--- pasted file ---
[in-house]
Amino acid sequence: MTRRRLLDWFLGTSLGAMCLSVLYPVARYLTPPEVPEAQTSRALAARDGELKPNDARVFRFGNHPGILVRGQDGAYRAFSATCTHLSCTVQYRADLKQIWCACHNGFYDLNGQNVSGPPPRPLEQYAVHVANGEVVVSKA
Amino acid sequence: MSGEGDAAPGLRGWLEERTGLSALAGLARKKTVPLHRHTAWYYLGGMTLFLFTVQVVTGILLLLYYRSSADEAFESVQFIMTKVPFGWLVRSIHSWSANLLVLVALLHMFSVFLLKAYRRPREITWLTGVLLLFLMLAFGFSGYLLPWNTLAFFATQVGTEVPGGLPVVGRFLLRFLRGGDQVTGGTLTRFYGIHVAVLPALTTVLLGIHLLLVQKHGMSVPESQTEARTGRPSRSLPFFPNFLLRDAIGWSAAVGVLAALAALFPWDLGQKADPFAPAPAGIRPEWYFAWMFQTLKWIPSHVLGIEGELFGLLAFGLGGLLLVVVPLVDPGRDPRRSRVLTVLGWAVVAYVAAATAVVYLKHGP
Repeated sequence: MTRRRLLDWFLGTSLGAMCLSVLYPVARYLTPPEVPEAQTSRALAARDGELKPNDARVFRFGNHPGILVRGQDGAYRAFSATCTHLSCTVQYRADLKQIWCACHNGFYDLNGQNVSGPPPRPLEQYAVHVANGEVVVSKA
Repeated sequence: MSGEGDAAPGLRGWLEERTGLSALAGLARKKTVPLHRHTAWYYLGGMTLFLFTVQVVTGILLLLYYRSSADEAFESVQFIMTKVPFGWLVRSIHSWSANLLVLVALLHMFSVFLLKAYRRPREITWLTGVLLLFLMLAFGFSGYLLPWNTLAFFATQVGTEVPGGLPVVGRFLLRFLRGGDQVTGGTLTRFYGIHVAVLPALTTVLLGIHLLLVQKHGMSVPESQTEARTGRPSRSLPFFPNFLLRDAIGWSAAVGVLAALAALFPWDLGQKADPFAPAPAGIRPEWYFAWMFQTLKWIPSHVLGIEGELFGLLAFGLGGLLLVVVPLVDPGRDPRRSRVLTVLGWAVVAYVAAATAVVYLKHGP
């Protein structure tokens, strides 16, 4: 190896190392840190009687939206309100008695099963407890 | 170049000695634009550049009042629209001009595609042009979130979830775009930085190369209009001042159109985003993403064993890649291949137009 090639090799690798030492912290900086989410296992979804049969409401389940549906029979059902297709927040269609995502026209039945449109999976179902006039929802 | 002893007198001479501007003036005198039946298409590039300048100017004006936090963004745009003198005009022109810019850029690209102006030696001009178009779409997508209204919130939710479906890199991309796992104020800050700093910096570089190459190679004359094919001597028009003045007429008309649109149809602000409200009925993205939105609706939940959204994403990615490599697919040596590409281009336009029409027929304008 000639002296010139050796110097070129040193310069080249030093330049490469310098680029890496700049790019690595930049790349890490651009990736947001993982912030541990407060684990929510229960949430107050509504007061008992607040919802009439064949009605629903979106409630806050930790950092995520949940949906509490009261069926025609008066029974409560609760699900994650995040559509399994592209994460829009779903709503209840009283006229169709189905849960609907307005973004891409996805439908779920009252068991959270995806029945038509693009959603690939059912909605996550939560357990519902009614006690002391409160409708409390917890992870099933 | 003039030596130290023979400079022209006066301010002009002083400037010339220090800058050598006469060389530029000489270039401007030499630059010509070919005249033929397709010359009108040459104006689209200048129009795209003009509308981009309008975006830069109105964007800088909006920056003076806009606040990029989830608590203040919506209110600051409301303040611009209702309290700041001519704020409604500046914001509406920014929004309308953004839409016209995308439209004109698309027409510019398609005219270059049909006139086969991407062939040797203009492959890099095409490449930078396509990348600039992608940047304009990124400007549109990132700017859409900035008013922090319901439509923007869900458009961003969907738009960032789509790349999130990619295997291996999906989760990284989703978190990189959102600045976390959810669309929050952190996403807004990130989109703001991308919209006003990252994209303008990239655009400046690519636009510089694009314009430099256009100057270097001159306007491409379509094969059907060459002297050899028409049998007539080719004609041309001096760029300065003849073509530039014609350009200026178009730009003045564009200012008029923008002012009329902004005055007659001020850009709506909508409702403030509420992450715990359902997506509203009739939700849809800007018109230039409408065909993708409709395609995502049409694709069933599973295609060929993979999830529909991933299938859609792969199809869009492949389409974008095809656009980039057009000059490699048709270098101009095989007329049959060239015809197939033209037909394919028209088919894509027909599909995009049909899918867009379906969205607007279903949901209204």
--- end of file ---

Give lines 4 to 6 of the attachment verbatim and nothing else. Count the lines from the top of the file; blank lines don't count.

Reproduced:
Repeated sequence: MTRRRLLDWFLGTSLGAMCLSVLYPVARYLTPPEVPEAQTSRALAARDGELKPNDARVFRFGNHPGILVRGQDGAYRAFSATCTHLSCTVQYRADLKQIWCACHNGFYDLNGQNVSGPPPRPLEQYAVHVANGEVVVSKA
Repeated sequence: MSGEGDAAPGLRGWLEERTGLSALAGLARKKTVPLHRHTAWYYLGGMTLFLFTVQVVTGILLLLYYRSSADEAFESVQFIMTKVPFGWLVRSIHSWSANLLVLVALLHMFSVFLLKAYRRPREITWLTGVLLLFLMLAFGFSGYLLPWNTLAFFATQVGTEVPGGLPVVGRFLLRFLRGGDQVTGGTLTRFYGIHVAVLPALTTVLLGIHLLLVQKHGMSVPESQTEARTGRPSRSLPFFPNFLLRDAIGWSAAVGVLAALAALFPWDLGQKADPFAPAPAGIRPEWYFAWMFQTLKWIPSHVLGIEGELFGLLAFGLGGLLLVVVPLVDPGRDPRRSRVLTVLGWAVVAYVAAATAVVYLKHGP
């Protein structure tokens, strides 16, 4: 190896190392840190009687939206309100008695099963407890 | 170049000695634009550049009042629209001009595609042009979130979830775009930085190369209009001042159109985003993403064993890649291949137009 090639090799690798030492912290900086989410296992979804049969409401389940549906029979059902297709927040269609995502026209039945449109999976179902006039929802 | 002893007198001479501007003036005198039946298409590039300048100017004006936090963004745009003198005009022109810019850029690209102006030696001009178009779409997508209204919130939710479906890199991309796992104020800050700093910096570089190459190679004359094919001597028009003045007429008309649109149809602000409200009925993205939105609706939940959204994403990615490599697919040596590409281009336009029409027929304008 000639002296010139050796110097070129040193310069080249030093330049490469310098680029890496700049790019690595930049790349890490651009990736947001993982912030541990407060684990929510229960949430107050509504007061008992607040919802009439064949009605629903979106409630806050930790950092995520949940949906509490009261069926025609008066029974409560609760699900994650995040559509399994592209994460829009779903709503209840009283006229169709189905849960609907307005973004891409996805439908779920009252068991959270995806029945038509693009959603690939059912909605996550939560357990519902009614006690002391409160409708409390917890992870099933 | 003039030596130290023979400079022209006066301010002009002083400037010339220090800058050598006469060389530029000489270039401007030499630059010509070919005249033929397709010359009108040459104006689209200048129009795209003009509308981009309008975006830069109105964007800088909006920056003076806009606040990029989830608590203040919506209110600051409301303040611009209702309290700041001519704020409604500046914001509406920014929004309308953004839409016209995308439209004109698309027409510019398609005219270059049909006139086969991407062939040797203009492959890099095409490449930078396509990348600039992608940047304009990124400007549109990132700017859409900035008013922090319901439509923007869900458009961003969907738009960032789509790349999130990619295997291996999906989760990284989703978190990189959102600045976390959810669309929050952190996403807004990130989109703001991308919209006003990252994209303008990239655009400046690519636009510089694009314009430099256009100057270097001159306007491409379509094969059907060459002297050899028409049998007539080719004609041309001096760029300065003849073509530039014609350009200026178009730009003045564009200012008029923008002012009329902004005055007659001020850009709506909508409702403030509420992450715990359902997506509203009739939700849809800007018109230039409408065909993708409709395609995502049409694709069933599973295609060929993979999830529909991933299938859609792969199809869009492949389409974008095809656009980039057009000059490699048709270098101009095989007329049959060239015809197939033209037909394919028209088919894509027909599909995009049909899918867009379906969205607007279903949901209204």